Mathematics Stack Exchange is a question and answer site for people studying math at any level and professionals in related fields. Join them; it only takes a minute:

Sign up
Here's how it works:
  1. Anybody can ask a question
  2. Anybody can answer
  3. The best answers are voted up and rise to the top

I have the below system: $$u^3+v^3+x^5+4y^5=10\\\ u^2+v^2+x^9+y^8=11$$ I was asked by my students to find $u_x,v_y$ where $x,y$ are our independent variables. Please give me some hints. Thank you!

share|cite|improve this question
Hint: Implicit differentiation. – Daryl Jan 18 '13 at 6:17
Since when students give exercises to teachers? – Fabian Jan 18 '13 at 6:30
up vote 1 down vote accepted

The two equations $$\eqalign{F(x,y, u,v)&:=u^3+v^3+x^5+4y^5-10=0\ ,\cr G(x,y,u,v)&:= u^2+v^2+x^9+y^8-11=0\cr}$$ define a two-dimensional surface $S\subset{\mathbb R}^4$. This surface may have self-intersections, bubbles, cusps, and many other kinds of singularities. Therefore you cannot expect that there are "global" functions $$(x,y)\mapsto u(x,y)\ ,\qquad (x,y)\mapsto v(x,y)\qquad(1)$$ such that $S$ appears as graph of the function pair $(u,v)$ in the form $$S=\bigl\{(x,y,u,v)\ \bigm|\ (x,y)\in{\mathbb R}^2,\ u=u(x,y),\ v=v(x,y)\bigr\}\ .$$ But locally such a representation is possible, even if you are not able to solve the given equations for $u$ and $v$ algebraically. This means you are not able to write down $u(x,y)$, $v(x,y)$ explicitly; but such functions are guaranteed to exist; for details see below.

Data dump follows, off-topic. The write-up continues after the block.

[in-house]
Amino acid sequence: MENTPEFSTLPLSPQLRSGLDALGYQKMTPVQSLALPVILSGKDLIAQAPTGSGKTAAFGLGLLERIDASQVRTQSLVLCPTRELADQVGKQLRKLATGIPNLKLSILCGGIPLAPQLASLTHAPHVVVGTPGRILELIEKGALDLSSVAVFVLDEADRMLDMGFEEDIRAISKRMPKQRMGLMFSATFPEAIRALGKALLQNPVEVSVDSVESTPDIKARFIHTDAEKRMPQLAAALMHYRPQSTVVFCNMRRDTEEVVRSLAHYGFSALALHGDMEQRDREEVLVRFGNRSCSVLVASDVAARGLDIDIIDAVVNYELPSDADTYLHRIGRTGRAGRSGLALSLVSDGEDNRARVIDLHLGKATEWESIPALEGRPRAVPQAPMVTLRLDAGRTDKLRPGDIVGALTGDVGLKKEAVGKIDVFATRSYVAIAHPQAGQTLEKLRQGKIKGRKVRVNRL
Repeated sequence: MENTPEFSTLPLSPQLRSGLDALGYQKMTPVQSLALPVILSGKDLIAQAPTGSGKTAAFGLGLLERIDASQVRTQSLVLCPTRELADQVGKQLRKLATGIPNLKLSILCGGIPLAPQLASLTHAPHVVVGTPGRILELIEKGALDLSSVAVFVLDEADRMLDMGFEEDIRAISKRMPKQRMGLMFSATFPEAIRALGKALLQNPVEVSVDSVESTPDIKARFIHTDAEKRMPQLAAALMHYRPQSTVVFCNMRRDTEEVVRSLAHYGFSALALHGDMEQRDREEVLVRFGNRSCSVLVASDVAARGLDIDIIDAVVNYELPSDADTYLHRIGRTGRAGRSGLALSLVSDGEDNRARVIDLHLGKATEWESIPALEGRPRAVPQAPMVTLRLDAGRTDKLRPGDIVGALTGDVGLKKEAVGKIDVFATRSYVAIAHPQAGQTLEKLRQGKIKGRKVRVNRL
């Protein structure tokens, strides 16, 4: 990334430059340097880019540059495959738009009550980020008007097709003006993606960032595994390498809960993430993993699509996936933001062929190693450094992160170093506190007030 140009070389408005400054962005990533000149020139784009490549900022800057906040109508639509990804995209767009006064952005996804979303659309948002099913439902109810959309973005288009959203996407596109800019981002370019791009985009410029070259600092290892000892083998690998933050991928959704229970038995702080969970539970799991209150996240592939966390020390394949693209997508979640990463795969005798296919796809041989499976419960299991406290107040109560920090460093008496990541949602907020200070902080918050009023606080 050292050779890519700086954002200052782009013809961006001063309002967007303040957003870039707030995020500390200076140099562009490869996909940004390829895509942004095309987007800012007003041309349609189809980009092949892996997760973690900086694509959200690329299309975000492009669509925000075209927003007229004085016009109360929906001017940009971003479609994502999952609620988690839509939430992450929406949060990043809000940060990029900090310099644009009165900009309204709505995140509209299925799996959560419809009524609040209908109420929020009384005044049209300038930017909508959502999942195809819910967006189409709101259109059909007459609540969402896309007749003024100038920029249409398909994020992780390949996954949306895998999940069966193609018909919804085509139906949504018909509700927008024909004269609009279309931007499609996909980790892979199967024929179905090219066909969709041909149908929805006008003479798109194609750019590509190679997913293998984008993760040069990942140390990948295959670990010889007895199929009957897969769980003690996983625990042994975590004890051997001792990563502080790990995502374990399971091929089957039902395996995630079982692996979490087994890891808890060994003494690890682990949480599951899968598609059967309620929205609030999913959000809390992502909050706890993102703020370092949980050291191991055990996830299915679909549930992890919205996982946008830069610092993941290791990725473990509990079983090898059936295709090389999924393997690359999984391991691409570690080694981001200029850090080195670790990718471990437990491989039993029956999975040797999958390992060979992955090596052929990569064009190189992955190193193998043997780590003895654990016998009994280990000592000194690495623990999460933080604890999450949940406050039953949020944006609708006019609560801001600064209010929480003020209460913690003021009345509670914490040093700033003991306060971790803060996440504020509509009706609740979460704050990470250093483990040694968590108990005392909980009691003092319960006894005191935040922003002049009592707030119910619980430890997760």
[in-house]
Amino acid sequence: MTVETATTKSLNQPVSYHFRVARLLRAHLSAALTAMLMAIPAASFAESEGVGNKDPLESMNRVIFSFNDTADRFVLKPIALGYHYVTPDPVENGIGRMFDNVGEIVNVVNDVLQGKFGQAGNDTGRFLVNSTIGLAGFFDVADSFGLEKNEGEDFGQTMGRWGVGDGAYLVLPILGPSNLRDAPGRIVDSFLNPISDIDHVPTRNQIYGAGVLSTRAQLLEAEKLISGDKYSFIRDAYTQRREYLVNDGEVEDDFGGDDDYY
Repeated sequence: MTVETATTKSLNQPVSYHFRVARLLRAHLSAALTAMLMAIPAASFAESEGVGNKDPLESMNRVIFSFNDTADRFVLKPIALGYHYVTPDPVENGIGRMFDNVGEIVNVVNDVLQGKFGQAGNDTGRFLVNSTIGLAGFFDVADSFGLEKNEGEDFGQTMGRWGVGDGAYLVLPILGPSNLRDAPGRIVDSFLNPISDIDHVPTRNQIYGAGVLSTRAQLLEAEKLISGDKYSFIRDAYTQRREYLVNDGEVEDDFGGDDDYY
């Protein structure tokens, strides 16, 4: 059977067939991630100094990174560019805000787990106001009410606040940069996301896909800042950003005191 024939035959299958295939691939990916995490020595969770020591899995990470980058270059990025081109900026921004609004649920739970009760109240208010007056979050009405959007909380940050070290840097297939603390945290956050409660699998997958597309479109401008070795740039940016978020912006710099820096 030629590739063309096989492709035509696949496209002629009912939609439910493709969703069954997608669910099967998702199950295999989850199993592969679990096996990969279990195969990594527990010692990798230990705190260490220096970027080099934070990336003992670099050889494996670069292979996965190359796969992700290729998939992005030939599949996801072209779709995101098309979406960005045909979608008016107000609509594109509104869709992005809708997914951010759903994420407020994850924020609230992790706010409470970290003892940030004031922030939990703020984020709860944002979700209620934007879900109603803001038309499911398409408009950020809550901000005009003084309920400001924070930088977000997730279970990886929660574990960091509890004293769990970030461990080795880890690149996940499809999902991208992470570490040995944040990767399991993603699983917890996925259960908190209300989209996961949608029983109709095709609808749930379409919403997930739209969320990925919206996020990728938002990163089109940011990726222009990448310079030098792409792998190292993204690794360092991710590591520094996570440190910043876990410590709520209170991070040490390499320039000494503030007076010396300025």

Assume that you have found, e.g. numerically, a point ${\bf p}=(x_0,y_0,u_0,v_0)\in S$. Then under a certain technical assumption there is a $2\times2$-dimensional box $B=Z\times W$ with center ${\bf p}$ such that the part of $S$ lying in this box can be described in the form $$S\cap B=\bigl\{(x,y,u,v)\ \bigm|\ (x,y)\in Z,\ u=u(x,y),\ v=v(x,y)\bigr\}$$ with certain differentiable functions $(1)$ defined in $Z$. It follows that for $(x,y)\in Z$ one has $$F\bigl(x,y,u(x,y),v(x,y)\bigr)=0\ ,\qquad G\bigl(x,y,u(x,y),v(x,y)\bigr)=0\ .$$ Differentiating with respect to $x$ and to $y$ we get four more identities $$\eqalign{F_x + F_u u_x+ F_v v_x&\equiv0\ , \qquad F_y + F_u u_y+ F_v v_y\equiv0\ ,\cr G_x + G_u u_x+ G_v v_x&\equiv0\ ,\qquad G_y + G_u u_y+ G_v v_y\equiv0\ .\cr}\qquad(2)$$ In particular they hold at $(x_0,y_0)$, for which $\bigl(x_0,y_0,u(x_0,y_0),v(x_0,y_0)\bigr)$ is nothing else but the point ${\bf p}=(x_0,y_0,u_0,v_0)$ we started with. The two lefthand equations $(2)$ can be solved for $u_x(x_0,y_0)$ and $v_x(y_0,y_0)$, the two righthand equations $(2)$ for $u_y(x_0,y_0)$, $v_y(x_0,y_0)$ $-$ under the crucial assumption that the determinant of the two equations, which is the same in both cases, is $\ne0$. This is the "technical assumption" referred to above. It reads $$F_u G_v -F_v G_u \bigr|_{\bf p}\ne 0\ .$$

share|cite|improve this answer

HINT $$u^3+v^3+x^5+4y^5=10\\\ u^2+v^2+x^9+y^8=11$$ considering $y$ as constant $$3u^2u_x+3v^2v_x+5x^4=0\\\ 2uu_x+2vv_x+9x^8=0$$ considering $x$ as constant $$3u^2u_y+3v^2v_y+20y^4=0\\\ 2uu_y+2vv_y+8y^7=0$$

share|cite|improve this answer

Your Answer


By posting your answer, you agree to the privacy policy and terms of service.

Not the answer you're looking for? Browse other questions tagged or ask your own question.